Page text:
May 25, 2016
The notebook is a tool, not a book bag weight
If you are taking lessons, you likely have a notebook of some kind at the request of your teacher. Many music teachers ask their students to have a notebook, but many students are not able to use these to best effect. How do you use yours?
First, you should know that this notebook is not a diabolical plot on the part of your teacher, designed to make you crazy. Nor is it a thinly veiled means of making you buy more books you won’t use.
I like to structure these notebooks to act as a communication device. The notes are not only a place to give instructions but also to start a conversation. I ask my students to write a note each day that they practice – to indicate what has gone well and what has not gone well.
I find that the teacher’s bench is much like the doctor’s office stool – simply sitting there results in forgetting everything you meant to say! Writing in the notebook helps you to remember what you meant to bring up at your lesson so that it does not evade you when it’s time to bring it up.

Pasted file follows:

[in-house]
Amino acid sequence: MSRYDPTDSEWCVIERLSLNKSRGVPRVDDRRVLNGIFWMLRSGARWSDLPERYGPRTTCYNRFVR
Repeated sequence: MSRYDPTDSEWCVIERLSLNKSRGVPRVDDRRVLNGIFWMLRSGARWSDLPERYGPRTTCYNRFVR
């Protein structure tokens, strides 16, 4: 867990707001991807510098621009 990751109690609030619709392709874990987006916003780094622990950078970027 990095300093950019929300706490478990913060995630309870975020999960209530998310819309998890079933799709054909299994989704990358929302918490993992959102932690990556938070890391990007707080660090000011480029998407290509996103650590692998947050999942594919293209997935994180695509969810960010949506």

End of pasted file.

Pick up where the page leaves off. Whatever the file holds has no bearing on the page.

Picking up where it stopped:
Think of the notebook as shared with your teacher. But mostly you keep it for yourself. This is where you capture your thoughts about your practice and the music as you work through it – the good, the bad, the indifferent, the incredulous, the awe and the awful! Capture it all – not only to go through the exercise of the capture but also for later review and reflection.
Really your notebook is a journal. As with any journal, the point is to capture your progress, to find what you notice seems to be bubbling up, and to reinforce the discipline of both practicing and journaling. It will help you get more from your practice. The added benefit is that it will help you get more from your lesson. If you don’t have a notebook now (or if you always seem to “forget” yours at your lesson) get one you like and start using it now – when you try to remember what you did this week, you’ll be glad you did!